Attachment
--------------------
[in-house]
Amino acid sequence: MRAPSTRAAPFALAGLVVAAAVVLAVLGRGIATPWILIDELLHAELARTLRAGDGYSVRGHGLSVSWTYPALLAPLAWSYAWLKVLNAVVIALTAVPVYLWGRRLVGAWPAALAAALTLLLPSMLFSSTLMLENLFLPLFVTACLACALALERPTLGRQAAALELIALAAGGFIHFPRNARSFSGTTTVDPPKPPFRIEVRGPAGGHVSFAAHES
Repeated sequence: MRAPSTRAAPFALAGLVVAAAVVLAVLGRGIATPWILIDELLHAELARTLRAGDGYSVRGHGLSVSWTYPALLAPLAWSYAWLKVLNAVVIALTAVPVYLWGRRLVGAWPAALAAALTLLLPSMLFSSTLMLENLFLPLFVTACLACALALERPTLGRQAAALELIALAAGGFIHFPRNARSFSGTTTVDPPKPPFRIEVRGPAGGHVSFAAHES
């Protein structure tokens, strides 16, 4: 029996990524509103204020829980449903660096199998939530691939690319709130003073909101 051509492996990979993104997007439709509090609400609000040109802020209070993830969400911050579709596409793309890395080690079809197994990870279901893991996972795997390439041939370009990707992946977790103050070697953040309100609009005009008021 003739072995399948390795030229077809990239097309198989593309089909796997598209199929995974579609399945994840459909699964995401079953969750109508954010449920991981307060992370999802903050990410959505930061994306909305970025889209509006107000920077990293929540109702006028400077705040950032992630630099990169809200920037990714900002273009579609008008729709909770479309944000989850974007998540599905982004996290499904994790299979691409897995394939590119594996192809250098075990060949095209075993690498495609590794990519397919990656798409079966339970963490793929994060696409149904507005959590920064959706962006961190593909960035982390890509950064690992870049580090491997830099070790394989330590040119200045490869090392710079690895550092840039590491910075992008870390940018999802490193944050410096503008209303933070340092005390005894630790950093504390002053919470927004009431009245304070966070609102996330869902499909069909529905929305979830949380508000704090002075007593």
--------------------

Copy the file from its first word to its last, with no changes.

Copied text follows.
[in-house]
Amino acid sequence: MRAPSTRAAPFALAGLVVAAAVVLAVLGRGIATPWILIDELLHAELARTLRAGDGYSVRGHGLSVSWTYPALLAPLAWSYAWLKVLNAVVIALTAVPVYLWGRRLVGAWPAALAAALTLLLPSMLFSSTLMLENLFLPLFVTACLACALALERPTLGRQAAALELIALAAGGFIHFPRNARSFSGTTTVDPPKPPFRIEVRGPAGGHVSFAAHES
Repeated sequence: MRAPSTRAAPFALAGLVVAAAVVLAVLGRGIATPWILIDELLHAELARTLRAGDGYSVRGHGLSVSWTYPALLAPLAWSYAWLKVLNAVVIALTAVPVYLWGRRLVGAWPAALAAALTLLLPSMLFSSTLMLENLFLPLFVTACLACALALERPTLGRQAAALELIALAAGGFIHFPRNARSFSGTTTVDPPKPPFRIEVRGPAGGHVSFAAHES
């Protein structure tokens, strides 16, 4: 029996990524509103204020829980449903660096199998939530691939690319709130003073909101 051509492996990979993104997007439709509090609400609000040109802020209070993830969400911050579709596409793309890395080690079809197994990870279901893991996972795997390439041939370009990707992946977790103050070697953040309100609009005009008021 003739072995399948390795030229077809990239097309198989593309089909796997598209199929995974579609399945994840459909699964995401079953969750109508954010449920991981307060992370999802903050990410959505930061994306909305970025889209509006107000920077990293929540109702006028400077705040950032992630630099990169809200920037990714900002273009579609008008729709909770479309944000989850974007998540599905982004996290499904994790299979691409897995394939590119594996192809250098075990060949095209075993690498495609590794990519397919990656798409079966339970963490793929994060696409149904507005959590920064959706962006961190593909960035982390890509950064690992870049580090491997830099070790394989330590040119200045490869090392710079690895550092840039590491910075992008870390940018999802490193944050410096503008209303933070340092005390005894630790950093504390002053919470927004009431009245304070966070609102996330869902499909069909529905929305979830949380508000704090002075007593």